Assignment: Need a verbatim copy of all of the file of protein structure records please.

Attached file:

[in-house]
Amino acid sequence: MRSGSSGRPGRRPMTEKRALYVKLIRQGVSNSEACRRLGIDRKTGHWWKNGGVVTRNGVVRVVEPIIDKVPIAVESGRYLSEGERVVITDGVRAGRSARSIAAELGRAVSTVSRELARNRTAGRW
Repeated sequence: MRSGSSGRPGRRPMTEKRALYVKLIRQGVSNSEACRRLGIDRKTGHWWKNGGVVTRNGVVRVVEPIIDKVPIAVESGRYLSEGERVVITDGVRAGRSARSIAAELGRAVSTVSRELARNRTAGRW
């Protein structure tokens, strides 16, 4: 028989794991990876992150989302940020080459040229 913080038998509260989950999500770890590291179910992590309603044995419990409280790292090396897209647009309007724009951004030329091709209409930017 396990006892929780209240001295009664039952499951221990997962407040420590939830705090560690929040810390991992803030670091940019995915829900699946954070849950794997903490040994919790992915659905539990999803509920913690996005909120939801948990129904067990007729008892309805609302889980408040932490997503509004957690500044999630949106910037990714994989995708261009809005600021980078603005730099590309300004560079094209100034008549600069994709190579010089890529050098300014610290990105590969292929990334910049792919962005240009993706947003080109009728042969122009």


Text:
[in-house]
Amino acid sequence: MRSGSSGRPGRRPMTEKRALYVKLIRQGVSNSEACRRLGIDRKTGHWWKNGGVVTRNGVVRVVEPIIDKVPIAVESGRYLSEGERVVITDGVRAGRSARSIAAELGRAVSTVSRELARNRTAGRW
Repeated sequence: MRSGSSGRPGRRPMTEKRALYVKLIRQGVSNSEACRRLGIDRKTGHWWKNGGVVTRNGVVRVVEPIIDKVPIAVESGRYLSEGERVVITDGVRAGRSARSIAAELGRAVSTVSRELARNRTAGRW
């Protein structure tokens, strides 16, 4: 028989794991990876992150989302940020080459040229 913080038998509260989950999500770890590291179910992590309603044995419990409280790292090396897209647009309007724009951004030329091709209409930017 396990006892929780209240001295009664039952499951221990997962407040420590939830705090560690929040810390991992803030670091940019995915829900699946954070849950794997903490040994919790992915659905539990999803509920913690996005909120939801948990129904067990007729008892309805609302889980408040932490997503509004957690500044999630949106910037990714994989995708261009809005600021980078603005730099590309300004560079094209100034008549600069994709190579010089890529050098300014610290990105590969292929990334910049792919962005240009993706947003080109009728042969122009």